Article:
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  41. Jeff (the mild-mannered one) said on June 4, 2014 at 4:44 pm

    “I love Scooter,” said Solomon. “There’s nothing I wouldn’t do for him.” Yes, Lafayette is a different sort of place. Lived there two years, all of it memorable.

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  42. brian stouder said on June 4, 2014 at 5:06 pm

    Jeff, wow.

    And I learned the term ‘body ranch’ – and I can definitively say I’d PASS on that!

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  43. alex said on June 4, 2014 at 5:07 pm

    Sherri, our right-wing governor embraces both Obamacare and Common Core. He simply renamed them and pretends they’re his own alternative inventions that are better than Obamacare and Common Core, and the stupid Hoosier electorate is none the wiser.

    I suspect the GOP is going to take this page from his playbook and make it their own. And possibly make him their nominee in 2016. Mike Pence has proven himself adept at mollifying the crazies without looking too terribly undignified and his political gifts are exactly what his party needs right now.

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  44. Bob (not Greene) said on June 4, 2014 at 5:16 pm

    Jeff TMMO: That house is exactly what I remember when I think of Lafayette> It seems to me very house in the city looked like that. I also spent two years there — well, in West Lafayette. Was glad to leave.

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  45. Jolene said on June 4, 2014 at 5:21 pm

    “the stupid Hoosier electorate is none the wiser”

    It’s not just Hoosiers who are easily fooled. There have been many reports from Kentucky re how people prefer KYnect, the name given to the state’s ACA exchange, to that awful Obamacare.

    Similarly, Jimmy Kimmel did a series of man-in-the-street interviews in which the interviewees all said that, as healthcare policy goes, the Affordable Care Act is far superior to Obamacare.

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  46. Sherri said on June 4, 2014 at 6:27 pm

    Alex, Indiana has become the first state to enact a law repealing Common Core standards. Granted, that doesn’t mean their new standards will be significantly different.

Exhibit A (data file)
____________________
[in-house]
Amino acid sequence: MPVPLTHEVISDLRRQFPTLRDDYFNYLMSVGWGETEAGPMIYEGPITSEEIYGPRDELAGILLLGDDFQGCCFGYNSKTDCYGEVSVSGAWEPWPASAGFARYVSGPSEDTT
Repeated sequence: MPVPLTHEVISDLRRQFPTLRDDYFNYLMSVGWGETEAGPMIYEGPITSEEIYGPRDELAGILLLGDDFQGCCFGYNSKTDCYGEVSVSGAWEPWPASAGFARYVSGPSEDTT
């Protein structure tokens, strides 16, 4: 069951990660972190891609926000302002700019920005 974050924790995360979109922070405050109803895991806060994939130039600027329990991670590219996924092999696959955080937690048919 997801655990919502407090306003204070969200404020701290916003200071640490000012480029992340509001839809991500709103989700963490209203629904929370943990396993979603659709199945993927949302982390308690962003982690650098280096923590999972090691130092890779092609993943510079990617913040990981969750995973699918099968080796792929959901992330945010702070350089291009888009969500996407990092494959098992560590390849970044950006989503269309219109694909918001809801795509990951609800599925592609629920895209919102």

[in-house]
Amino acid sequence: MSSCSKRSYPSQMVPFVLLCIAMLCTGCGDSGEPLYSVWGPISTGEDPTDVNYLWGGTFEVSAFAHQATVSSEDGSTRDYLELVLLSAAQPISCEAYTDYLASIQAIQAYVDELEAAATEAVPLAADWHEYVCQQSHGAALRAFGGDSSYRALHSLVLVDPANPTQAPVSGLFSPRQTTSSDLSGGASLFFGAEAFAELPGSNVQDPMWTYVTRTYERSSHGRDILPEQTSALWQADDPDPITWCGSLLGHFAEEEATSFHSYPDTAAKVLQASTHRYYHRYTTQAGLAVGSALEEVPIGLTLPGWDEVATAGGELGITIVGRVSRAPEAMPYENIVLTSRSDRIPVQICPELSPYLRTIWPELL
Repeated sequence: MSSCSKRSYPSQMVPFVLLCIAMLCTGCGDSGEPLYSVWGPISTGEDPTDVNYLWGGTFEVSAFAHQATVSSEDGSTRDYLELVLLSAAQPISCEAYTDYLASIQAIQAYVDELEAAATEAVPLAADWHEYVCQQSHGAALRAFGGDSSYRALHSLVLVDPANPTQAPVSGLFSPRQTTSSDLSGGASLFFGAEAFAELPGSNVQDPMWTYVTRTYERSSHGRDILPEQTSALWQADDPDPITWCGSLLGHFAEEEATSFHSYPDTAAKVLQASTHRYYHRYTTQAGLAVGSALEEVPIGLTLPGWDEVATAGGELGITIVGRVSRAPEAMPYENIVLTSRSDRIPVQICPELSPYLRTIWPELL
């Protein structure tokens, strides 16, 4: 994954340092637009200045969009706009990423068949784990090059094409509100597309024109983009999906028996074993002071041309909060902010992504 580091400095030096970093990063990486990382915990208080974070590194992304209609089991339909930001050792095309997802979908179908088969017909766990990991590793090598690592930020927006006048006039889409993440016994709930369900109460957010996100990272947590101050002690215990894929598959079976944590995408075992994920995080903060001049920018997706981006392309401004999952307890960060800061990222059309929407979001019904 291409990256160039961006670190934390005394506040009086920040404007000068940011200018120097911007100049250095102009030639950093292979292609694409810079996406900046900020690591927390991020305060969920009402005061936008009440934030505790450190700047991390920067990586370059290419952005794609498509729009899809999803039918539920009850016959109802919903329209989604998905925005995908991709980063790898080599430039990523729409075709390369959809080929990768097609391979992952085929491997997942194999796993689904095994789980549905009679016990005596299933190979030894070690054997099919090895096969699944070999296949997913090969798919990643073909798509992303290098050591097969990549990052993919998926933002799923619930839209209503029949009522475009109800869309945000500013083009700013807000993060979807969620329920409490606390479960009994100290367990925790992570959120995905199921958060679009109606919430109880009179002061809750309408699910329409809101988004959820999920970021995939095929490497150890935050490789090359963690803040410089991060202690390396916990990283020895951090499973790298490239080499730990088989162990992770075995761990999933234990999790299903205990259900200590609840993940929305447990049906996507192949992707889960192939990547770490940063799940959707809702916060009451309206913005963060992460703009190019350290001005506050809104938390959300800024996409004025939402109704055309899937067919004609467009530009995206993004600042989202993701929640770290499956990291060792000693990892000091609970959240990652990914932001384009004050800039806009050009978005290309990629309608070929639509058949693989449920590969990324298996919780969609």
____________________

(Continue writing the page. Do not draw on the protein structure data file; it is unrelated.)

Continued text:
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  47. alex said on June 4, 2014 at 7:16 pm

    And the state GOP Convention is coming to our town this weekend. One high-ranking state official who will be there and whom I’m not going to name was a childhood classmate, a goody two-shoes who was too good to hang around the likes of me when we were children. In early adulthood, he came out as gay to a mutual friend of ours, then mysteriously went back into the closet, got married, made babies and made a career of being a Republican. I always thought of him as a spineless milquetoast and I guess it’s that very quality that has served him so well in his career; in fact he has been lauded for his ability to stay above the political fray in his fractious and crazy party. By coincidence, his mother and mine had been classmates when they were children, and also like us were never particularly good friends.

    He has never been overtly anti-gay to my knowledge, and for that I suppose I can forgive him. I am generally opposed to outing people unless they are asking for it, and as Republicans go he’s not a bomb-thrower or someone who specializes in throwing red meat around. But on some level I’m secretly enjoying (and being creeped out by) the fact that I have power over him potentially — the same power people used to hold over me before I stood up for myself and let them know they couldn’t shame me over something that’s not a secret.

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  48. alex said on June 4, 2014 at 7:21 pm

    Sherri, that’s precisely my point. They are exactly the same standards, federal school funding won’t be jeopardized and the state GOP gets political cover and can pretend that it rejected Kenyan socialist voodoo in favor of motherhood, apple pie and Jesus.

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  49. Charlotte said on June 4, 2014 at 8:33 pm

    There’s a brouhaha here where the local wackos are connecting dots that aren’t there between a book they want to ban from the high school library (that they keep stealing out of the collection), Common Core, and the John Birch-era Communist plot to take over America.

    And when the contrails cross in the sky, they’re beaming us with government takeover rays.

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  50. Sherri said on June 4, 2014 at 8:45 pm

    Meanwhile, Washington, even though it adopted Common Core, is losing its NCLB waiver because the legislature refused to adopt legislation tying teacher evaluation to test scores. So, guess what? Since NCLB required 100% proficiency by 2014, Washington’s schools will all be failing next year! Isn’t that helpful!

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  51. Deborah said on June 4, 2014 at 9:16 pm

    Off topic but targeting gardening folks here. I was so sure I had killed off many of the lavender plants we planted last spring, but lo and be hold they are thriving. They’re really bushy and have lots of stems ready to blossom. I was astounded, when I left at the end of April I thought they were goners. Since I’ve been back I’ve been embolden by the unexpected lavender success and have bought some more plants, some Russian sage (I bought 8 plants, they look pretty spindly now but I’ve heard that they take over pretty quickly and get quite voluminous). I also got a lilac bush that I have high hopes for. I love lilacs and they do quite well in Santa Fe. Also geraniums which I’m not that crazy about but have read they do well in full sun which we have a lot of. If anyone can give me advice as to how to keep these plants alive I’ll be so grateful.